In college I met a much broader base of people.  There was a Mormon in my freshman dorm, who wound up leaving school after a year to go on a mission.  I started to encounter religious tracts challenging evolution for the first time.  There are a lot of advertisements for churches and religious groups around college campuses.  I started encountering those delightfully crazy outdoor preachers who set up shop in a populous area and yell at people to repent.

And, of course, there was the internet.  Back in 1993 it was a brand new thing to most people, and there were still a number of private dial-up networks that people signed up for.  My family joined the Prodigy network, and I joined the “Teens” board and ran smack into a roiling mass of religious conflict.  Needless to say, I dived right in, made myself a stupid screen name, and started offending kids right and left.  It was great!

After all this exposure, I experienced a period of self-reflection.  After all, I’d been an outspoken atheist all my life, and college is a time when you start re-examining your key assumptions.  I saw church marquees as I walked to and from the beach which posed Pascal’s Wager to me: can you really take the chance that you might be wrong?  And I asked myself: The vast majority of people I’ve ever met have believed in some kind of God.  Surely, I wondered, mustn’t there be some kind of basis for this belief?  How would I know if I was wrong?

So I started trying to approach the question scientifically.  First thing I did was dabbled in prayer.  There’s no shortage of reasons to pray in college.  There’s that hot girl on the fifth floor and I’m still a virgin.  (My concept of a potential god didn’t include quite so many sexual hang-ups.)  There’s a tough test coming up, and I’m not sure I’ll pass this class.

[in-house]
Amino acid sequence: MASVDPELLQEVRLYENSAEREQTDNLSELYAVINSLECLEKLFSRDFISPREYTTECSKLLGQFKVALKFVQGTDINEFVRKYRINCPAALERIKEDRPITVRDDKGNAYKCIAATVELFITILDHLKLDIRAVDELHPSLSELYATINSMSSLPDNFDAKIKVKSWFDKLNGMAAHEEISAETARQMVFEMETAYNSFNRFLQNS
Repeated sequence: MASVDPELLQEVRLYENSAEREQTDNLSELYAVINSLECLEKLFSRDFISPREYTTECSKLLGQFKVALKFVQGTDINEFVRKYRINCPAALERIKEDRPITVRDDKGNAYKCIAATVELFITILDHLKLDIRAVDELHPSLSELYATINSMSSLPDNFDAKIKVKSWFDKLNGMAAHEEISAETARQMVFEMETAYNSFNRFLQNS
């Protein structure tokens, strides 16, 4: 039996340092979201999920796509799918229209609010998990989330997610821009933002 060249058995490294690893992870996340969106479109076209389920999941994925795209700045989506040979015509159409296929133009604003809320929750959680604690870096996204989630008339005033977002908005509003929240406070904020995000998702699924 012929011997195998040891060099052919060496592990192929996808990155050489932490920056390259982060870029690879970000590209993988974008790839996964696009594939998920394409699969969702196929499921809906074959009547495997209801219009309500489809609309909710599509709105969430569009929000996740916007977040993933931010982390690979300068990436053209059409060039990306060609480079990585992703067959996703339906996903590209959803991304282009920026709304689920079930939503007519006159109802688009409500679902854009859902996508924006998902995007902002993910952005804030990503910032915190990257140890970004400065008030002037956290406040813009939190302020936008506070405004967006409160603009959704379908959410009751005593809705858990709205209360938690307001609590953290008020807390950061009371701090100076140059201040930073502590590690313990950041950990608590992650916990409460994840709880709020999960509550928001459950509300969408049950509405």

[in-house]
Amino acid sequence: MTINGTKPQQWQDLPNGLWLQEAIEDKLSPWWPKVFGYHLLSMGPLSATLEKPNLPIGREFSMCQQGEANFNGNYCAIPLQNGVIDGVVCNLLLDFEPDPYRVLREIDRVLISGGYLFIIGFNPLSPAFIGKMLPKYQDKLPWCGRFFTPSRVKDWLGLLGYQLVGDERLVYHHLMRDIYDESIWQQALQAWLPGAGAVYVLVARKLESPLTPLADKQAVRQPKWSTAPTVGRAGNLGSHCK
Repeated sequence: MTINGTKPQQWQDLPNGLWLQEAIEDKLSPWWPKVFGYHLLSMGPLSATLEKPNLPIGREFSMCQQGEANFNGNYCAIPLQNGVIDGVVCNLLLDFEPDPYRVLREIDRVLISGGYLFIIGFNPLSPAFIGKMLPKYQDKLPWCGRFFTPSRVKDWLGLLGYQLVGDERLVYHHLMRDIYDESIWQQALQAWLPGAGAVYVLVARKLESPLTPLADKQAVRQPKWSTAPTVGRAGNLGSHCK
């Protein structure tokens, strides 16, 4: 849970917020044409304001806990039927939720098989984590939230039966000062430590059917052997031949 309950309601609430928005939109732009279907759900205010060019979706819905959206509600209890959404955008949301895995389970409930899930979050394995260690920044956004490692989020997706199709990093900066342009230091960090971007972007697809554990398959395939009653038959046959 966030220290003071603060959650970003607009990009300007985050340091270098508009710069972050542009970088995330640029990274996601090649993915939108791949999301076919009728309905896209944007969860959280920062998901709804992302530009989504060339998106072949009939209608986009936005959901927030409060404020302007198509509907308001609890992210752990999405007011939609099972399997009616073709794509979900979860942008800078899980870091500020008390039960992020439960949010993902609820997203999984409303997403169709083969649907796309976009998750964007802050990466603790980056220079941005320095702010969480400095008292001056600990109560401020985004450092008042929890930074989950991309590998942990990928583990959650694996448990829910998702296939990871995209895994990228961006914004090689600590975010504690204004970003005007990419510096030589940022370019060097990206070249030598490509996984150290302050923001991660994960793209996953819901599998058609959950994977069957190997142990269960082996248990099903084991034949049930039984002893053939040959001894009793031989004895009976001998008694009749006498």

Prayer didn’t help me get a date — as a nerd, it took a few years of self-improvement for me to figure out how THAT field of study works — but it did seem to help with school work.  I noticed that after praying for support on a test, I felt calmer and more confident about my chances, and reducing the level of panic helped me focus better.  But as tempting as it was to give God credit for that kind of minor success, I recognized that it hadn’t been a good test.

So I picked something specific and unlikely, but within the realm of possibility.  I prayed: Some time in the next week, I’m going to get a sign.  Someone is going to walk up to me and give me a big cookie.  No explanation, no reason, no strings attached.  Just hand it to me and walk away.  I said that if this happens, I’ll give a shot to that Christian church I saw with the Pascal’s Wager marquee.  I figured that it was weird enough that it would be a respectable sign, but not outrageous enough to be seen as demanding favors.